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Kirsten Kurtz, manager of Cornell’s Soil Health Testing Laboratory and a graduate student in the field of natural resources, touches up a painting she made with soils.

Dec. 5 global soil painting competition illustrates soil’s vital role

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Lindsey Hadlock

Kirsten Kurtz creates art by mixing soils with water and clear gesso, a liquid binder.

The soil under our feet may not be top of mind, but it provides the foundation for everything we need to live – and it’s disappearing. Kirsten Kurtz is on a mission to save this essential resource by turning our attention to its natural beauty.

Kurtz, manager of Cornell’s Soil Health Testing Laboratory and a graduate student in the field of natural resources, does this in a profound way: by painting with it.

“You can see how I became inspired,” she says, pulling out soil samples ranging in hue from reddish brown to tan to yellow ochre. “It was being in the lab and seeing all the colors come in.”

By mixing soils with water and clear gesso, a liquid binder, she creates unique paints similar to acrylic that retain the quality and texture of the soil. Kurtz, who first started experimenting with soil painting in 2014, says it’s an effective tool for communicating with the public about the importance of soil.

And thanks to her creativity, the whole world will get the message on World Soil Day, which will feature a global soil painting competition Dec. 5 organized by the Food and Agriculture Organization of the United Nations. The competition, inspired by an event Kurtz and the Soil Health Lab hosted in 2015 for World Soil Day, aims to showcase creativity in illustrating soil’s crucial role in sustaining life.

Fifteen groups from around the world are already registered for the competition, open to all schools, colleges and universities. There will be a public event Dec. 5 at Cornell from noon to 4 p.m. in Mann Library, as the community is invited to contribute their artistry to a giant mandala pattern while Kurtz paints an image based on the Three Sisters of Haudenosaunee agriculture – winter squash, corn and beans – along with several other artists she’s recruited from campus.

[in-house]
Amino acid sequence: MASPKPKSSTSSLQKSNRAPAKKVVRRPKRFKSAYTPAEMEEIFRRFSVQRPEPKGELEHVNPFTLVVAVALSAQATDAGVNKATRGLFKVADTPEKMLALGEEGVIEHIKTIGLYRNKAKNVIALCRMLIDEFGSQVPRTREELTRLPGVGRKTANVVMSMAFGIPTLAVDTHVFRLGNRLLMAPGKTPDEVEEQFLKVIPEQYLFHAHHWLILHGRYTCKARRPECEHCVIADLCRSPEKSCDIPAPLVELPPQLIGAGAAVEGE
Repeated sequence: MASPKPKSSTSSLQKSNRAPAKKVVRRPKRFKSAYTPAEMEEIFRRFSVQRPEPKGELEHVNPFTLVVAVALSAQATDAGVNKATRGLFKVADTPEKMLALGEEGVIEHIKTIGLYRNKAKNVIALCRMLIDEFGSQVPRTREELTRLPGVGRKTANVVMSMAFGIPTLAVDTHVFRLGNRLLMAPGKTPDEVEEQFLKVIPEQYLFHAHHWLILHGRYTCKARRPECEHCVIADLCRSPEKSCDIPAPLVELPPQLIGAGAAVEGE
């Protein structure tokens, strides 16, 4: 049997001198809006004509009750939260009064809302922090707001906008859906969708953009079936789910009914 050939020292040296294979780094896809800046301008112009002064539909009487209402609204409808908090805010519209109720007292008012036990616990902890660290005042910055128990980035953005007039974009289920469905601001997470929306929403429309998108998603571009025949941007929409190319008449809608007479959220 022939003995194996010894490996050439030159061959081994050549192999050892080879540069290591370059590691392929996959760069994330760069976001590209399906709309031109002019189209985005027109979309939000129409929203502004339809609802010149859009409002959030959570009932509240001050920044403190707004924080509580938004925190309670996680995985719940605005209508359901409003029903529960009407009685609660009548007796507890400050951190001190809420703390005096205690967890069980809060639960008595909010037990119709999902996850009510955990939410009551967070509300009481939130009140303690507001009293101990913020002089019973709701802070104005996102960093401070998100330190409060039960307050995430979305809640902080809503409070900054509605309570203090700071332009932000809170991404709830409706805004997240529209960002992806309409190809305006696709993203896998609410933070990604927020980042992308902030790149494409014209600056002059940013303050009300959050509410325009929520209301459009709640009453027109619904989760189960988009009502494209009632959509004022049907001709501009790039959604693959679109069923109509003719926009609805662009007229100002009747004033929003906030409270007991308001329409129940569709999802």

Healthy soil is a vital building block for food, fiber, habitat, shelter, recreational space, clean air and water, says Kurtz, who grew up on a 200-acre organic farm, worked in various wineries and vineyards and has worked with the soil health lab for more than six years. But soil is a resource in decline: one-third of Earth’s arable soil has been lost since the advent of industrial agriculture.

“Painting with soil is a powerful way to show younger generations that soil is something you can study,” she says. “If we want to feed the world, we’re going to need many more soil scientists, and we need to encourage creative people to enter the field. You need creativity to solve many of the challenges we’re facing, and being an artist helps.”

Food production and carbon sequestration depend on healthy soils. Kurtz believes people should consider healthy soil as an essential natural resource in the same way they think about clean water and air.

“It takes a phenomenal amount of time for healthy soil to build back up,” she says. “Depending on the environment, it can take 500 years to build up a single inch of top soil.”

As part of her graduate research, Kurtz is studying soil rehabilitation and is working with a group in China to remediate soil to bring back farming in the desert. She’s also studying rare untilled soil found in American prairies.

“If we can understand the nature and properties of soils that remain undisturbed by modern agriculture,” she says “we have a great opportunity to identify options for bringing degraded soils back to full potential.”

Jennifer Savran Kelly is a writer for the College of Agriculture and Life Sciences.


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